**Lee Child, #1 NY Times best-selling author says, "A terrific little-guy-in-big-trouble thriller moving at warp speed — with the emphasis on warp."
**Ken Bruen, best-selling author of the Jack Taylor series says, "Think Harlan Coben on speed with a heart breaking compassion that will literally have you biting your nails."
**Rick Mofina, international best-selling author says, "Switch crackles with suspense and is as tense as a switchblade opening in a dark alley."
I say, "An awesome debut novel for Mr. McKenzie." This was a real edge of your seat page-turner. I hate to use cliche's, but cliche or not, it's the truth. I normally only read at night before bed or on long car journeys if I'm not knitting. Sometimes a book can take me weeks to get through, especially if I'm tired. But once I opened the cover of this book and turned to chapter one, I was hooked. I finished it in three nights, staying up way past a decent hour, reading just one more chapter before lights out.
What kept me engrossed was that Switch was a well-rounded story with characters stretched to the brink of their endurance, then pushed a little more. The storyline is, sadly, very believable. Just watch TV shows like Criminal Minds, or your evening news, and you'll see how gruesome a human being can become. And it just takes one small, almost insignificant act or word to trigger instability that lasts a lifetime. Mr. McKenzie's telling of his story was articulate and engrossing, and it will have me ordering his newest title, No Cry For Help. While it's another story of a vanished family, the storyline itself is completely different. I can't wait to read it.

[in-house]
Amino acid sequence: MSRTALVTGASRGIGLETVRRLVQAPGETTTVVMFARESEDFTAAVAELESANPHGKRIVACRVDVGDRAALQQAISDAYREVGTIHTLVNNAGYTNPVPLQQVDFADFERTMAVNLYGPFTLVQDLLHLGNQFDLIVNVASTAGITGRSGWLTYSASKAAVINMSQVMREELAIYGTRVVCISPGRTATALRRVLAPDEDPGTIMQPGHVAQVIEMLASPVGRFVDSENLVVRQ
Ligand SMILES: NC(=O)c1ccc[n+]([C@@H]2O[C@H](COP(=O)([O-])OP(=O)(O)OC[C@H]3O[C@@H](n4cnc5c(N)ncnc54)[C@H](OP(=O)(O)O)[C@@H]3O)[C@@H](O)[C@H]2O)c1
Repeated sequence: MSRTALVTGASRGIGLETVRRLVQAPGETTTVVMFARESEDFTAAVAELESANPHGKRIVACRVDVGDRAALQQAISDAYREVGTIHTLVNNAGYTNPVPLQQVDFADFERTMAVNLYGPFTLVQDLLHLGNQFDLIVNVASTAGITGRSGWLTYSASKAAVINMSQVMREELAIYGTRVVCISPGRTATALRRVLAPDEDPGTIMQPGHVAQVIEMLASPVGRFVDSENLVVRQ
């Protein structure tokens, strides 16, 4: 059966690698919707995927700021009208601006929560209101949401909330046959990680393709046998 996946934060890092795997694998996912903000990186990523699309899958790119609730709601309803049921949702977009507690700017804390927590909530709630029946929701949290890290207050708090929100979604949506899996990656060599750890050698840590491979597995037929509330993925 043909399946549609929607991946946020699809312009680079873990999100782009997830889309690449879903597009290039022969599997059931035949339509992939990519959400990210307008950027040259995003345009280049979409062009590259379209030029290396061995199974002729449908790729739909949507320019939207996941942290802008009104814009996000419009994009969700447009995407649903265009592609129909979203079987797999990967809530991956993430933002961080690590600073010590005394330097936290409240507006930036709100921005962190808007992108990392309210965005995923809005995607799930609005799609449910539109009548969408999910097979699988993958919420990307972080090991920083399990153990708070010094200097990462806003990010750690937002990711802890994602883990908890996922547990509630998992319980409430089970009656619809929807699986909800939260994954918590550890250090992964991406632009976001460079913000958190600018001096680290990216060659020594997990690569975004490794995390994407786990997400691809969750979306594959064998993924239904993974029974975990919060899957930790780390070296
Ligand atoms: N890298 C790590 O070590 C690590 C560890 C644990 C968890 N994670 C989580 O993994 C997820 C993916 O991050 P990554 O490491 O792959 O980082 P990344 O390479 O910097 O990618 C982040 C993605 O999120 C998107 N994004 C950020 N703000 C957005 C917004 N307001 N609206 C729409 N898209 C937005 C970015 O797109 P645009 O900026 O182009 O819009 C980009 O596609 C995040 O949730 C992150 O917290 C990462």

I hope if any of my readers here decide to pick up a copy, or both copies, of these books, you'll learn something about how to improve your own writing -- where to add conflict, how to keep the tension tight, what makes believable characters . . . even for the bad guy!
Are there any books you've read that you've learned from? If so, what are they and what lessons were learned? Drop me an email or post your comments here.